LME or DME as late addition

Discussion in 'General Brewing Discussions' started by mrskittle, Jan 31, 2020.

  1. mrskittle

    mrskittle Active Member

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    I'm very new to brewing having only 1 batch of extract brew under my belt so far. I've debriefed and addressed all my known mistakes from my inagural brew (mostly dealing with unprecise volumes of water). The first time I put in all my extrct at the beginning of the boil, but after a bunch more research, this time I'm looking at doing a late addition instead. For all of my research, I've not come across any information about the type of extract best reserved for the late addition. I'm shooting for a American Pale Ale using Sierra Nevada's clone recipe. I have 5 lbs of LME and 3 lbs of DME. I know that the different forms of extract contribute different gravity points so I think it makes a difference which you add late but I'm just not sure. Please educate me on this topic!!
     
  2. Nosybear

    Nosybear Well-Known Member

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    It doesn't (mostly) really matter which you choose. I prefer DME mostly because of color and oxidation as well as less volume addition - LME is partially water. For reference, DME contributes about 42 points of gravity per pound of DME per gallon of water (Pts * Gal/Lb, or PPG). LME contributes about 36 due to the additional water needed to make it a syrup. I mentioned color: LME is generally darker than DME at the same gravity due to oxidation of the LME. For your Sierra Nevada clone (good choice, by the way), I'd recommend DME because of the color issue.
     
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  3. mrskittle

    mrskittle Active Member

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    Thanks for your input Nosybear. I know one of the main arguments for the late addition is the color issue, meaning the longer you boil extract, the darker the beer gets. At this point in my brewing odessey I'm not particulary concerned with color as long as it tastes good. I'm looking at the late addition more in terms of hop utilization.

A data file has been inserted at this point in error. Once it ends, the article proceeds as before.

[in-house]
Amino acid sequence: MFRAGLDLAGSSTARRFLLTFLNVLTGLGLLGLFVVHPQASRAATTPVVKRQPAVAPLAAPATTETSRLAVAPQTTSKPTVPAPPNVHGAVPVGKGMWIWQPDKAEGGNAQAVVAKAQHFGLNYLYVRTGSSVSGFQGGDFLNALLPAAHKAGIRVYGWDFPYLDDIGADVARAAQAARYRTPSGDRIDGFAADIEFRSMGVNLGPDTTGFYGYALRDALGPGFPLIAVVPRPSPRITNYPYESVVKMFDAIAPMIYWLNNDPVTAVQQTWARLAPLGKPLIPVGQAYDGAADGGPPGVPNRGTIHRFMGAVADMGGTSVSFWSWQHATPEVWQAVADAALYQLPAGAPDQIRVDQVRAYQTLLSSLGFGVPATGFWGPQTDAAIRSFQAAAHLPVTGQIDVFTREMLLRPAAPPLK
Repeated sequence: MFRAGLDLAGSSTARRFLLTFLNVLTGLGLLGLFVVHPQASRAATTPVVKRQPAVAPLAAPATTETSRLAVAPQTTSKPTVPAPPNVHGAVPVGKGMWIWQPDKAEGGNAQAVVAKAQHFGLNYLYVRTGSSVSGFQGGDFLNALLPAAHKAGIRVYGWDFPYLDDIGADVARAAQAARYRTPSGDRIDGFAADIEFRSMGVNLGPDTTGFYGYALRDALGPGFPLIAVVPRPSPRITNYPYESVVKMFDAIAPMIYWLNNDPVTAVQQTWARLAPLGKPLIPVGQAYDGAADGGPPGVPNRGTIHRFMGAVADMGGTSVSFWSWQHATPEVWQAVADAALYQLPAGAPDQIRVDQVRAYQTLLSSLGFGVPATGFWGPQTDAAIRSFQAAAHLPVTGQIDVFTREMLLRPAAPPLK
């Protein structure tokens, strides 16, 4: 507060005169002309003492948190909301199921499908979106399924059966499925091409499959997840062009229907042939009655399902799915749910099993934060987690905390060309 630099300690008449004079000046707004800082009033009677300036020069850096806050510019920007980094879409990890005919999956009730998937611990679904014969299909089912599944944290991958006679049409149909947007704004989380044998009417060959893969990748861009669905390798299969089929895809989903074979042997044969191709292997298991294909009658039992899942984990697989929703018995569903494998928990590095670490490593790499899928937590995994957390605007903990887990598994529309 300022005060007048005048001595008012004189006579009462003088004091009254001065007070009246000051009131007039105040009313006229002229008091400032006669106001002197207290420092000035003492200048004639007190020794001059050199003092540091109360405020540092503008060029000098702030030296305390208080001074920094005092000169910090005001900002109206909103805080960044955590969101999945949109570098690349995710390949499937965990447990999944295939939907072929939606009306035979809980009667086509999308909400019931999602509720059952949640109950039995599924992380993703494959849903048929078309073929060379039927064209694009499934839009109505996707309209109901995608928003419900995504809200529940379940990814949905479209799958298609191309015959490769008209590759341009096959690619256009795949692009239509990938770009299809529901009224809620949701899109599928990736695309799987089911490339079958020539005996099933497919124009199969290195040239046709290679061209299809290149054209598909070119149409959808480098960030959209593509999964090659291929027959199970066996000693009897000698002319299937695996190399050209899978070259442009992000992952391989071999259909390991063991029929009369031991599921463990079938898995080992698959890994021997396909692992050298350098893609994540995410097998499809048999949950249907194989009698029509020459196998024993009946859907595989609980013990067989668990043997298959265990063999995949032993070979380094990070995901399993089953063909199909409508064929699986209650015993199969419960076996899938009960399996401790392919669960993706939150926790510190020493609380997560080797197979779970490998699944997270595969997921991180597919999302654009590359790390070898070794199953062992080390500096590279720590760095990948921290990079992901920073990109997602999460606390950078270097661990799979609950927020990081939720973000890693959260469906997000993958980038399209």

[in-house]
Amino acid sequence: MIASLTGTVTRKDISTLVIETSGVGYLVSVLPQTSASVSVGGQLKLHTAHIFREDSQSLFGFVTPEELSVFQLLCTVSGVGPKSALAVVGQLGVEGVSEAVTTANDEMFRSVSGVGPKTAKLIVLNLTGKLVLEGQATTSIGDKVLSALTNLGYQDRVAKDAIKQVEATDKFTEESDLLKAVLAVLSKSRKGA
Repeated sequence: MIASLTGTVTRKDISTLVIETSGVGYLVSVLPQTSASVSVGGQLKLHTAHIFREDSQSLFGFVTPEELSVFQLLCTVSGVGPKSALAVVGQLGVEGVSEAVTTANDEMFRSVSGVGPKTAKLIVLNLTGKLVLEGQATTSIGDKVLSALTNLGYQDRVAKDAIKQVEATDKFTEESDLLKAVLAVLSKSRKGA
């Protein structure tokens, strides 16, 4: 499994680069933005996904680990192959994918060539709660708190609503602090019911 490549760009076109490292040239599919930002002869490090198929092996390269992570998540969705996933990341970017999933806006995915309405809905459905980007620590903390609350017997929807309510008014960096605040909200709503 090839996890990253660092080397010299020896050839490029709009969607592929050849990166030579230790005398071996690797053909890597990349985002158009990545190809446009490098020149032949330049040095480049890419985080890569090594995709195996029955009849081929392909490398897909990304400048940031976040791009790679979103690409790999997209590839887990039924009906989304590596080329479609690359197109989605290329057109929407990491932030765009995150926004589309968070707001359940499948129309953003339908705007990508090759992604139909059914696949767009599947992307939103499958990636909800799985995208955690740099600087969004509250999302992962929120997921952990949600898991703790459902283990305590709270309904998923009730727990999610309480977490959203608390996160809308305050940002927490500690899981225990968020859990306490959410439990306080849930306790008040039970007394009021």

Sierra Nevada Pale ale has been one of my favorites since they started distributing to the midwest (early 2000's). I was lucky enough to be invited to the distrubutors office for the introduction party. It was like nothing I'd ever tasted and it started my love affair with hoppy beer.
     
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  4. Nosybear

    Nosybear Well-Known Member

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    Sierra Nevada is one of the few hoppy beers I really like! And based on what you say, it doesn't matter which extract you use. Just be aware that with LME you are adding more volume than with DME and that might affect an OG calculation. And that extract tends to be less fermentable than wort from barley. I generally add some table sugar to my extract beers to cut the body a bit.
     
  5. Bubba Wade

    Bubba Wade Well-Known Member

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    Either DME or LME is fine. Dry extract is sometimes a little harder to dissolve as it tends to clump. Liquid extract goes to the bottom and can burn if you don't turn off the heat source while its being mixed in.
     
  6. Ward Chillington

    Ward Chillington Well-Known Member

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    Concur above...in fact, one of the podcasts I was listening to last week about Brewhouse Efficiency encouraged the use of DME as a means to make up for missed or low numbers. That of course would require it to be a late addition..so yeah! I've never done it but makes all the sense in the world
     
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